The transition from the gangway to the jacob’s ladder is tricky.

Here’s a Moran docking pilot, departing the ship after the ship is underway.

This is a small ship, but the distance to the water is still significant.

When assured the adjustment is right,

the docking pilot begins his descent to Jonathan C. Moran.

And finally, see the gangway from this angle . . .

and the pilot about to step across to Ava.

 

All photos, WVD, who wishes all safety.

 

 

This is the last Roundup I’ve attended.  Here’s another shot from the swim platform, where I’m flat on my belly. That’s Mike Byrnes, last year’s “old man of the sea” at the portside of the wheelhouse.

Downbound in the Federal lock, it’s Waterford, Governor Cleveland, and Tender #3.

 

On the northbound trip, the two smaller tugs fell in alongside Grand Erie.  Grand Erie is a 1951 build that first worked for the USACE in the Mississippi system.

Tug Buffalo heads for its berth beyond Pennsy 399 and Lehigh Valley #79, where

David Sharps bugle greets each vessel as it passes.

 

Lisa Ann was a newcomer that year, I believe.  She was built at Marine Inland Fabricators, where the “new” canal tugs like Port Jackson have also been built.

Another newbie in 2015 was Solar Sal, a solar powered newbuild that actually transported cargo later in the season.  Like Ceres the year before, these are prototypes, and  like Ceres, Solar Sal transported this cargo.

Ever so salty, it’s Ben Grudinskas, captain and builder of Atlantic Hunter.

Here Atlantic Hunter faces off against the mighty Tender #3.  By the way, Tender #3 is 43′ x 10′ and came off the ways in 1926!!  1926 . . . . 94 years ago.

It’s currently powered by a 220 hp Detroit Diesel.

In closing, the land activities include line toss, open to all comers, but won by the pros. I failed at the 15′ mark.

And I’ve not attended the Roundup since 2015, but unless I’m employed and on duty, I hope to make the 2021.

 

2014 was the year I was working on Urger.  Here she’s tied up above lock E-2 while Bejamin Elliot steams by, downbound.

Some time later we’d all steamed down to Albany, here (l to r), it’s a Lord Nelson Victory tug yacht, a tender, and C. L. Churchill, a 1964 boat built in Cohasset MA.  Chuchill is the tug that serves to move the 1862 replica canal schooner Lois McClure.

 

The parade here is moving northbound along the Troy wall…

and here above the Federal lock bound for the left turn at Waterford . . . into the canal. The photo below is credited to Jeff Anzevino, and you’ll see your narrator standing along the portside of the wheelhouse.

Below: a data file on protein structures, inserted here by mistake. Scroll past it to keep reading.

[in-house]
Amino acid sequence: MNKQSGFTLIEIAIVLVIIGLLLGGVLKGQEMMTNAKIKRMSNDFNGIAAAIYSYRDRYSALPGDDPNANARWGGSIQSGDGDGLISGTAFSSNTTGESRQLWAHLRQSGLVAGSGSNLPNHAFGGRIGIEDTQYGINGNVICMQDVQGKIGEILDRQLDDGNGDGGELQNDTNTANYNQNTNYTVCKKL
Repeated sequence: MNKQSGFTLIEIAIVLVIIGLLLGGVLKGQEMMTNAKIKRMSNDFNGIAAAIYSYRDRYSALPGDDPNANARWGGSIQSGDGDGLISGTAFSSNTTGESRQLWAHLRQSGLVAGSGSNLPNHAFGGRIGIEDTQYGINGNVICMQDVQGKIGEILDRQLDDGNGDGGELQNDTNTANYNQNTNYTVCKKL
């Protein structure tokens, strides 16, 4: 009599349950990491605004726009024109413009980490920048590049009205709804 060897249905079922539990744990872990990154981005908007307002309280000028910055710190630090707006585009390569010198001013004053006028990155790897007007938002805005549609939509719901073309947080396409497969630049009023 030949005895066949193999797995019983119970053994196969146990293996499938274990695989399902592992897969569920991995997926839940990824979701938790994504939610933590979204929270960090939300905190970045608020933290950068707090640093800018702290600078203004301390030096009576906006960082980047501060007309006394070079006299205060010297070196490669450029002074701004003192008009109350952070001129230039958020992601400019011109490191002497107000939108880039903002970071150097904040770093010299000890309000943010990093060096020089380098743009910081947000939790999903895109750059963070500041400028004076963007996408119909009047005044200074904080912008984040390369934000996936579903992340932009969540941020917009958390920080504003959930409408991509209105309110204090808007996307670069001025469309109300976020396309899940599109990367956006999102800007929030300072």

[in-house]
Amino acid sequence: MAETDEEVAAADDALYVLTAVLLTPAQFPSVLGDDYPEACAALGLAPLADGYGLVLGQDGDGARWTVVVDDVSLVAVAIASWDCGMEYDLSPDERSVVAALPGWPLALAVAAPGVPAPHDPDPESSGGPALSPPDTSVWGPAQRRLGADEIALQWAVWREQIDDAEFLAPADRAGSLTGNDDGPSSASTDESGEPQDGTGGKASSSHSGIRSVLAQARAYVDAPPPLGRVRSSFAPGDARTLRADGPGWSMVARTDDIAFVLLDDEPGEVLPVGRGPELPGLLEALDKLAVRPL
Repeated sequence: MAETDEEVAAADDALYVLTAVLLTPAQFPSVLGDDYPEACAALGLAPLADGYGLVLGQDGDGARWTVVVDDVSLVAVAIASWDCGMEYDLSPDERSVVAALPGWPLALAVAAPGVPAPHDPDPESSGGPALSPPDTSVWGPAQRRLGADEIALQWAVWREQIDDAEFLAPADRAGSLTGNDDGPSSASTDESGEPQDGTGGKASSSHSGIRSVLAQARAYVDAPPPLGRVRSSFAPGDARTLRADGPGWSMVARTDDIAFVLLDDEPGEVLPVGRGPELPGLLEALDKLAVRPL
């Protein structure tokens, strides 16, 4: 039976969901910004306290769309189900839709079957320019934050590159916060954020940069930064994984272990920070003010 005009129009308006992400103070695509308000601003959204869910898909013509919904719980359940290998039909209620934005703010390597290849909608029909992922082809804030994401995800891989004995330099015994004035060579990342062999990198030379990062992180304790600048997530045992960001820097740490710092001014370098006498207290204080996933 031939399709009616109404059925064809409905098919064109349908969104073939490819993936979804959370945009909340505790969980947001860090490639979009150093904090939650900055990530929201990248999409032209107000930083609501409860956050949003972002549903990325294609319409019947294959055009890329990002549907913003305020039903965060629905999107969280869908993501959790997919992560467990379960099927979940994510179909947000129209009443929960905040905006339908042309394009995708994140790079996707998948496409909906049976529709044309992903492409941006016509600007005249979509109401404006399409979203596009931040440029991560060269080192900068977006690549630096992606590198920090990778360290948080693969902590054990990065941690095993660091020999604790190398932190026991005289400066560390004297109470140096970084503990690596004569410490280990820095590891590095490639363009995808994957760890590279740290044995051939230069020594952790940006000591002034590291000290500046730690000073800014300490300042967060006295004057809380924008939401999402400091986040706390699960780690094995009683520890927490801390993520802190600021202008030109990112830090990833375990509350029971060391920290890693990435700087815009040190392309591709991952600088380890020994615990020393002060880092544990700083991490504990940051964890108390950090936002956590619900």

In 2014, the documentary by Gary Kane and myself was screened in the Pennsy 399 barge to enthusiastic roundup attendees.

Ceres, the cargo schooner was making one of its trips from Lake Champlain to the sixth boro.  Unfortunately, that endeavor has folded.  As of July 2020, the plan was to convert Ceres into a tiny home.  Details can be found at FB under The Vermont Sail Freight Project.

The official Sunday culmination of the Round involves prizes.  Churchill and McClure were the official vessels of 2014, and the

old man of the sea award went to my former crewmate, Mike Byrnes, here being awarded by Roundup director, Tom Beardsley.

All photos, WVD.

 

An omen of the future . . . in 2013, Urger was laid up, sans her problematic prop shaft.  Here she’s nez-a-nez with Day Peckinpaugh.

Gowanus Bay was looking good.

NYS Marine Highway was well represented,

as always.  And following two of the four NYS Marine Highway boats there was Cornell, Frances and Margot‘s senior by the better part of a decade.

If you’ve never attended, trust me when I say the fireworks show is extraordinary!  Here from the bulkhead a dozen or so thousand spectators

and a few on solo craft

are captivated by the show.

I can’t tell you much about Iron Chief,  except that it has nice brass, a working steam engine, and was for sale in 2012.   In that link, you hear it run.  Of course, in the distance that’s ex-Atlantic Hunter, now Little Giant.

For me personally, 2013 was my first time to see the Blount Small Ship Adventures vessels head into a lock.

 

Besides tugboats, you never know what or who you might see.

it’s bowsprite of the blog and the etsy shop on an underwater mission.

Here’s the line up.

All photos, WVD.

Larry J. Hebert has been in the boro a few months, following a GLDD dredging project. She’s from 1981 and rated at 3600 hp.

She headed eastbound in the KVK here with a fair amount of wire out, it seems to me.

Helen Laraway, light, heads west.  She’s the oldster here, 1957, and 2000 hp.

Bergen Point, 1958 and 600 hp,  heads east

and ducks behind an Evergreen ship.

Kristy Ann, the youngster in this batch, launched in 2018, and 4560 hp, left her barge in the anchorage and came in . . . to check in a the yard on Richmond Terrace.

James William, 2007 and 2800 hp,  brings two light scows out of the Kills.

and gave the photographer, I believe, a friendly whistle.

Virginia passes by, the first time in an age that I’ve seen her.  She’s from 1979 and generates 1400 hp.

And Genesis Vision makes an impressive turn in front of Caddells.  She’s a 1981 boat with 3000 hp of push.

All photos, WVD, who is solely responsible for any errors.